Encouraging employees to adapt their behaviour so they can progress professionally is a sensitive, challenging task. Dan Hughes from emotional intelligence specialist JCA Global looks at how managers can support changes.
Supporting behaviour change
Understanding exactly what you need to improve on at work, and how you can embed and sustain these improvements is a real challenge. Often, feedback from others can be general and lack specifics in terms of the exact behaviour that needs developing. Furthermore, even when people understand rationally how they need to change, all too often they find themselves slipping back into their old habits.
Emotional Intelligence provides a route map for sustainable behavioural change. Emotional Intelligence is about how you learn to manage your thoughts, feelings and behaviour to be both personally and interpersonally effective. This is achieved through the habitual practice of ‘thinking about feeling’ and ‘feeling about thinking’ to guide your behaviour.
Let’s take an example. Julie was in the running to be promoted to a more senior position in her organisation. She was a great asset with clients and an excellent sales person who regularly exceeded targets. However, a 360° feedback process identified that she often put people’s backs up by being domineering and not listening properly to her colleague’s views. The consensus was that she just needed to ‘tone it down’ internally before she could be trusted in a more senior role.
Until this 360° feedback, Julie wasn’t aware she had this impact on others. No-one had mentioned it to her directly. She was committed to demonstrating her suitability for promotion and that she could improve her behaviour. But how could she transform this commitment into a sustainable improvement in performance?
After identifying what behaviour needs to change, the next step is to learn to be more aware in the present about how we feel, and also how others appear to be feeling. This involves consciously noticing and labelling emotions that you are experiencing and others are displaying. Doing this will provide you with insight into the links between your feelings and your behaviours, and how they are impacting on others.
While increased awareness is valuable, in our experience emotionally intelligent behaviour is determined largely by the underlying attitudes we hold about ourselves and other people. Our responses and reactions are filtered through our attitudes, which then shape our thoughts and feelings and in turn drive our behaviour. Unpicking these attitudes is therefore critical.
Organisational Development opportunities on Personnel Today
Insights into change
Back to Julie. She monitored her feelings closely and noticed that she tended to become more aggressive in meetings when she felt stressed or anxious. She also recognised that when she was feeling particularly energised and enthusiastic, she would get carried away, telling people what to do, and not listening to their suggestions.
In her case she recognised that her underlying attitudes were formed by her upbringing. She was the youngest in her family of six and often had to compete for attention and to keep up with the activities and interests of her older siblings. She has been used to fighting for her voice to be heard. This behaviour stayed with her and, like many of us, Julie was unaware of how this impacted on her colleagues on a day to day basis.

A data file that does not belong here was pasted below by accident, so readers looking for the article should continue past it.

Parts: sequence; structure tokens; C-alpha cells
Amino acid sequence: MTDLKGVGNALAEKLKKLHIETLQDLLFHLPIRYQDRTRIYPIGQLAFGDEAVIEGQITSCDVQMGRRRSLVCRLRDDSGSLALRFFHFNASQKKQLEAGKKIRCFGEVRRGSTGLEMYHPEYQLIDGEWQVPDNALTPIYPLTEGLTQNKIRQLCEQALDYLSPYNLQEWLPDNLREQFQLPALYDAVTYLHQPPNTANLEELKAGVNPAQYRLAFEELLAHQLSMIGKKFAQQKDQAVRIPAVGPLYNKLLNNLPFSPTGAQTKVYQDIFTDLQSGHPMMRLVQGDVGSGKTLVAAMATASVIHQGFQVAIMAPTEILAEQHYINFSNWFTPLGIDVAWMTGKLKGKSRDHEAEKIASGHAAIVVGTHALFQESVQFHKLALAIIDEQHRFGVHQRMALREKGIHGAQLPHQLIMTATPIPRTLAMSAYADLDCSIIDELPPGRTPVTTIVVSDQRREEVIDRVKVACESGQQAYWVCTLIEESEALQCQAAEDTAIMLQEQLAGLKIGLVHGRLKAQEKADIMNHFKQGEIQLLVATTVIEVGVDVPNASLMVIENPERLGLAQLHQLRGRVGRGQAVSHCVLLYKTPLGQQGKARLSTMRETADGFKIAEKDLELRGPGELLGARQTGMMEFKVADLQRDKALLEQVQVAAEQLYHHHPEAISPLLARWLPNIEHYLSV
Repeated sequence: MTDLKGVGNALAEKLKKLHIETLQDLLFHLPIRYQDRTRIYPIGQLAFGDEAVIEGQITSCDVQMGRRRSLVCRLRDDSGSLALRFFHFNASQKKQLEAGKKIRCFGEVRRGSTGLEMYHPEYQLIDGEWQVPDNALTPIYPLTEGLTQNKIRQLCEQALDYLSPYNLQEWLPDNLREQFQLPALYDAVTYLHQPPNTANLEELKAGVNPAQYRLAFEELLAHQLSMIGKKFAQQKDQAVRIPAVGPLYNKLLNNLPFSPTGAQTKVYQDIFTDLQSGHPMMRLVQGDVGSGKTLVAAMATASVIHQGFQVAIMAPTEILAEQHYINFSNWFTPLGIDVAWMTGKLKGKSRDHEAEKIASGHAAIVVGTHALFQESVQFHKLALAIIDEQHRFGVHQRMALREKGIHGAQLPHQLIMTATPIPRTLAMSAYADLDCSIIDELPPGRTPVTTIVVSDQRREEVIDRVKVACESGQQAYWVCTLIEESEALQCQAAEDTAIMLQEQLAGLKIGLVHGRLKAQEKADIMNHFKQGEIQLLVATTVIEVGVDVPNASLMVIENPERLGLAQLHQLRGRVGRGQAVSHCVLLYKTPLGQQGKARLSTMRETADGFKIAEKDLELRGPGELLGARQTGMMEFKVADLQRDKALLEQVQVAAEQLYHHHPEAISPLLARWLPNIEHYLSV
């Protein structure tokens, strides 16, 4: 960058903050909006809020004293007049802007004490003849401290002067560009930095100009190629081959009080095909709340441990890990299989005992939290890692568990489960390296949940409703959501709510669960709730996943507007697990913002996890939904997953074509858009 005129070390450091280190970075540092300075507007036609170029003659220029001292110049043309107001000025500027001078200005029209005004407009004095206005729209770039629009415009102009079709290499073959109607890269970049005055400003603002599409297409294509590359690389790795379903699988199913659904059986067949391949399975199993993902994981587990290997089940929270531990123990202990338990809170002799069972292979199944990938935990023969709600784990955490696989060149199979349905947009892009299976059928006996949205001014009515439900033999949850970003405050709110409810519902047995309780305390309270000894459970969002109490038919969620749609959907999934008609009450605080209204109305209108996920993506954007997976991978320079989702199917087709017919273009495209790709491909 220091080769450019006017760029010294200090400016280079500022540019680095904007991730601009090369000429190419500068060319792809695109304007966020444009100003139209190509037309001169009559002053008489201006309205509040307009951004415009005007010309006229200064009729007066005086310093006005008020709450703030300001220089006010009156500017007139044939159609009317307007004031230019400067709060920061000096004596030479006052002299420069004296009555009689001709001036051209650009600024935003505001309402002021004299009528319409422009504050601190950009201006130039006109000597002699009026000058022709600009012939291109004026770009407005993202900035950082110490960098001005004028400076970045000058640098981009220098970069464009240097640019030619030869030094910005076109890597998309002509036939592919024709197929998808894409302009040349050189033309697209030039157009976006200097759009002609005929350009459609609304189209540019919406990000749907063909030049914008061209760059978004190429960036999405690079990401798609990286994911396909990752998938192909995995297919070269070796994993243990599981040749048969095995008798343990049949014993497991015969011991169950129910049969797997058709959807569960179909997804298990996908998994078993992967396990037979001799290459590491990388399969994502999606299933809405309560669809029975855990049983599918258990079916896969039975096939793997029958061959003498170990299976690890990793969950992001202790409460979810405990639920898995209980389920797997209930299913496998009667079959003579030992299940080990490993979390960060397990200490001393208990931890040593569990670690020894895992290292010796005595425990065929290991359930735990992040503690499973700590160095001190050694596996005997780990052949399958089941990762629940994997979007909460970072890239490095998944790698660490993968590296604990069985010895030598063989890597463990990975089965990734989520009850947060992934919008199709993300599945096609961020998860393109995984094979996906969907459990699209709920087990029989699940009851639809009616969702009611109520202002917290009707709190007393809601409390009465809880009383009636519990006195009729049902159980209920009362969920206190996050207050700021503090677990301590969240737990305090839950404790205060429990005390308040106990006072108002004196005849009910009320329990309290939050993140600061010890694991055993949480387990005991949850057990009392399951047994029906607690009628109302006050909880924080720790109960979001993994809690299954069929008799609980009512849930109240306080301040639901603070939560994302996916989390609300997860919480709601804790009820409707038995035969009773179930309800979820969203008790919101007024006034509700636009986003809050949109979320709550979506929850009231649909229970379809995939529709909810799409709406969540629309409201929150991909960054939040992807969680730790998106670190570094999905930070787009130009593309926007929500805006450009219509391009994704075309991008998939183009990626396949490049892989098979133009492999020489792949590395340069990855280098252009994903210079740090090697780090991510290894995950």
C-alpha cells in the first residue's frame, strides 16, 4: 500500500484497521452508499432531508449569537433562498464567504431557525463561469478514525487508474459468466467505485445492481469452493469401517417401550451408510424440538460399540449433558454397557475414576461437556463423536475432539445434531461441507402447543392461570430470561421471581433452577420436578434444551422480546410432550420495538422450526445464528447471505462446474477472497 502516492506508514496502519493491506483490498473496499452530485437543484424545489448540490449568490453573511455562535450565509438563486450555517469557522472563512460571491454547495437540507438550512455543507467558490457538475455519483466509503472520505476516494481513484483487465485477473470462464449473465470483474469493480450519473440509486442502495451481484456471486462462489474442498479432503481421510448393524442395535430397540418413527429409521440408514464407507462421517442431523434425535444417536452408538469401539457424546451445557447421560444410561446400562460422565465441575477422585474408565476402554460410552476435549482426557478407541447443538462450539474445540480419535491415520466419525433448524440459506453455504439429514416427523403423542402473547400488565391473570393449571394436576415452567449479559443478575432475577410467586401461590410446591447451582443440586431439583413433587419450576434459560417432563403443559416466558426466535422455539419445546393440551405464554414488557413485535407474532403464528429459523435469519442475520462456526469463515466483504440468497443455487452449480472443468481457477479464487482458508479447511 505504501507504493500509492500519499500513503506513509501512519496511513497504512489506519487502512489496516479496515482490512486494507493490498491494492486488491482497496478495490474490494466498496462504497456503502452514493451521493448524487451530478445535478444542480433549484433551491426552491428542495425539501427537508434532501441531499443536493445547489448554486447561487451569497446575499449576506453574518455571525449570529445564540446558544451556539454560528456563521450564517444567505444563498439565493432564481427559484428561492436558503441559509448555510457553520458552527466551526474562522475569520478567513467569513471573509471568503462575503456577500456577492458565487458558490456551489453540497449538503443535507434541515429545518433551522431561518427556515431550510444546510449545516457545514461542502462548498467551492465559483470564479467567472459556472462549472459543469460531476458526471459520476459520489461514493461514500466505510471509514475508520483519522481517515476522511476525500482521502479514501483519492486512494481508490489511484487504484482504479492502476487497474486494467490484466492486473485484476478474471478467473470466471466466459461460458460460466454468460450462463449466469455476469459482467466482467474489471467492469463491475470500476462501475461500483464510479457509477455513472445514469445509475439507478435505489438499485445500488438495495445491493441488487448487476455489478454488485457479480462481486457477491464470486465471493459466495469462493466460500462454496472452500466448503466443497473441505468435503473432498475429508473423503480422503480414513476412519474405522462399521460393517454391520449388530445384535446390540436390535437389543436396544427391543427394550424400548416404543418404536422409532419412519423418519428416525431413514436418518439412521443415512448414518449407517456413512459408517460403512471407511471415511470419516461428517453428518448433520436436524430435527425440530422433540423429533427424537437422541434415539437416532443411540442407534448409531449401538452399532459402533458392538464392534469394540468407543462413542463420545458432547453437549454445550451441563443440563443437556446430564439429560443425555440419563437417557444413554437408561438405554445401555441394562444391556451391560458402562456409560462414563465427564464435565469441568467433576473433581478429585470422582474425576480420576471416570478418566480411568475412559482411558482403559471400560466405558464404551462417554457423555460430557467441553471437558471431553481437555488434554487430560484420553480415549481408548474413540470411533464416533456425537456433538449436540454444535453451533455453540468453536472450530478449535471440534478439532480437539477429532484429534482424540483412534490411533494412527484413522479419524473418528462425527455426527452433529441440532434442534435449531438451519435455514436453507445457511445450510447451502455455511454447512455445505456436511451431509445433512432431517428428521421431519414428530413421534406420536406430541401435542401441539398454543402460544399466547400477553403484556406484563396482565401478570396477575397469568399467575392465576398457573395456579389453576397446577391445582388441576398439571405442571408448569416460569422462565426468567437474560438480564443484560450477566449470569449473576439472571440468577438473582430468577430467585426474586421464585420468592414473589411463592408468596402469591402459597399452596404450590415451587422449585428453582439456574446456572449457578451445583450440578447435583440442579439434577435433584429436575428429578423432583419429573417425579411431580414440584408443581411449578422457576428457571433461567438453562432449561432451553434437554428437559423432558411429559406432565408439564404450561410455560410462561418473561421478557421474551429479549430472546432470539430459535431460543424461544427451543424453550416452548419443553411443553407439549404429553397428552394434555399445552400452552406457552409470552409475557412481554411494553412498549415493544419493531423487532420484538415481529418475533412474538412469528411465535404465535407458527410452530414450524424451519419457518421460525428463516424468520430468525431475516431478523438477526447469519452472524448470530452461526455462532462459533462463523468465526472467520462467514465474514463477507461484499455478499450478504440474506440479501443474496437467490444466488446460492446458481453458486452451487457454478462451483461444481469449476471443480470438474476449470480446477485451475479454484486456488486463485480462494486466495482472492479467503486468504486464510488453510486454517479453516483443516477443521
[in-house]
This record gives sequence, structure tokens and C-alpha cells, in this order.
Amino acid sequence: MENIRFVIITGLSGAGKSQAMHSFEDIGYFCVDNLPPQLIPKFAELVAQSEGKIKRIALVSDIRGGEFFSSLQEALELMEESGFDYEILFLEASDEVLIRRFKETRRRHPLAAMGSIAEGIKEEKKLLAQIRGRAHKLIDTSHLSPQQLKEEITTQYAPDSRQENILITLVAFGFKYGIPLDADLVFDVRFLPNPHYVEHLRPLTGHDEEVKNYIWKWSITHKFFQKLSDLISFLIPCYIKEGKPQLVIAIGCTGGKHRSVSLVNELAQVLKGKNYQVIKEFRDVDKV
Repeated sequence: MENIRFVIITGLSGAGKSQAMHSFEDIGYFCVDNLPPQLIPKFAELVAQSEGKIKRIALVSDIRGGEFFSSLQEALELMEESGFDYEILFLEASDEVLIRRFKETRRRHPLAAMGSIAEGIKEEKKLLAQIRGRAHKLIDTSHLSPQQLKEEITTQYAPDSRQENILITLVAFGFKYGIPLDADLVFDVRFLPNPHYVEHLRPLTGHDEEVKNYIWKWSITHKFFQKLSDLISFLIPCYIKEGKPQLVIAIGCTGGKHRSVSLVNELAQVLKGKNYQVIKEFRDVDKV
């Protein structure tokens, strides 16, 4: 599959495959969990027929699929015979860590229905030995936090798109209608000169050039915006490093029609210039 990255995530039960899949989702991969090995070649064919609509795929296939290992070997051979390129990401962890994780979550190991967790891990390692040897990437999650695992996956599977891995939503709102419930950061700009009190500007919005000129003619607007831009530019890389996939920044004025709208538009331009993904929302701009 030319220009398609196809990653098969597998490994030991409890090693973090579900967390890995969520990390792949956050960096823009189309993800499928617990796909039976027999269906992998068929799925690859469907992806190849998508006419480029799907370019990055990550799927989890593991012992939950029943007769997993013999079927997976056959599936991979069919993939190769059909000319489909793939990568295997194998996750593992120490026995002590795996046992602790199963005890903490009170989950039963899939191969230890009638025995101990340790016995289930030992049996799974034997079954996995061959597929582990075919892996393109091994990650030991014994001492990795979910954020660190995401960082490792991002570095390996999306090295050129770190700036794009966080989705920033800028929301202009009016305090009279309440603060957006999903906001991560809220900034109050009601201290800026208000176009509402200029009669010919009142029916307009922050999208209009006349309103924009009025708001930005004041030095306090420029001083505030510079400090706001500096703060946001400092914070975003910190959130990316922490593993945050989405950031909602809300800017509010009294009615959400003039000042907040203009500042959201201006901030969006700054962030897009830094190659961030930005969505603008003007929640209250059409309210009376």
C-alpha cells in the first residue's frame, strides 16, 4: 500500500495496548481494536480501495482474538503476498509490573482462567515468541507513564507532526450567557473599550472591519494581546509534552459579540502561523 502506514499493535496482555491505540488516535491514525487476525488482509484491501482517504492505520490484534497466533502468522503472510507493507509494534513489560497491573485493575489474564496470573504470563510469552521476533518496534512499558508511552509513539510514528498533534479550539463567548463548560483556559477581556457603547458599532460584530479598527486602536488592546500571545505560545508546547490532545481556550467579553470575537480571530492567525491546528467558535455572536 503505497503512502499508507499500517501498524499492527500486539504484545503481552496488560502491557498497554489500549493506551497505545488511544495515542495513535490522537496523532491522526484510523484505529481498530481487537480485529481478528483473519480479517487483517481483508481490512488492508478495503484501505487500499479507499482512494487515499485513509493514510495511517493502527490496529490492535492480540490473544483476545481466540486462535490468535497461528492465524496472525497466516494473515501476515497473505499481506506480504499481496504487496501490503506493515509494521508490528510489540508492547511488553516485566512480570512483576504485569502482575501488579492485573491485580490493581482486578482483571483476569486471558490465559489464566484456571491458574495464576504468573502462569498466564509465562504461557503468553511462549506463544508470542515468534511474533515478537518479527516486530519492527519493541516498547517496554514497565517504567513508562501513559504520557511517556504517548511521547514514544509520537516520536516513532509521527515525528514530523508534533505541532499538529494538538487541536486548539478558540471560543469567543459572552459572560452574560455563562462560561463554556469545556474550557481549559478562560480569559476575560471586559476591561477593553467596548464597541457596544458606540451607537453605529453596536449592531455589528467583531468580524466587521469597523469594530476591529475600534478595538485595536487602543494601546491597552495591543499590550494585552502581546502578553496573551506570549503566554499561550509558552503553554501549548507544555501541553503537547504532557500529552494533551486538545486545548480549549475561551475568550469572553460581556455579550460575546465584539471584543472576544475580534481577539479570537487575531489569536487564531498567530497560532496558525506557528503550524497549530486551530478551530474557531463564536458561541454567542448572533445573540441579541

Julie also became aware that when she was seen as being aggressive, she triggered feelings of anxiety, hostility and resentment in others. Creating these feelings within certain colleagues meant that she found it difficult to engage, collaborate or inspire them and this was holding back her work relationships.
To turn insights like Julie’s into real behavioural change, you need to embed new, positive habits. We use an exercise called the 21-day Habit Change to start this process of building a new habit through consistent, repeated daily practice. Individuals are guided through a series of reflective questions that lead them to identify a single, specific behaviour they will commit to doing every day for 21 days. This is a great way to start making a change, although in practice embedding a habit fully can vary greatly in the time it takes. Phillippa Lally and colleagues explored habit formation in a study published in the European Journal of Social Psychology.
Their research found that forming a new habit varies depending on the behaviour, the person and the circumstances. It took anywhere from 18 days to 254 days of repeated practice for people to form a new habit, with a median of 66 days.
This highlights Julie’s needs to be realistic about what can be achieved and by when. Julie chose to make a specific commitment, to pause deliberately before speaking in any meetings and allow others to talk first, which she would practice over 21 days.
She’s doing all the right things. She took the time to identify the underlying attitudes and feelings that contributed to her behaviour. She became more consciously aware of how she was feeling and the emotional state of others. Building on this, she identified one specific behaviour to work on and committed to practicing this repeatedly to embed a new habit.
There are lots of lessons to be learnt from Julie. Behaviour change is difficult to do independently. Organisations need to support their people to understand what they need to improve and help them develop new habits. To achieve lasting change, individuals need to address the core attitudes that underpin their behaviours and develop their emotional awareness. It’s certainly not easy but it is incredibly worthwhile.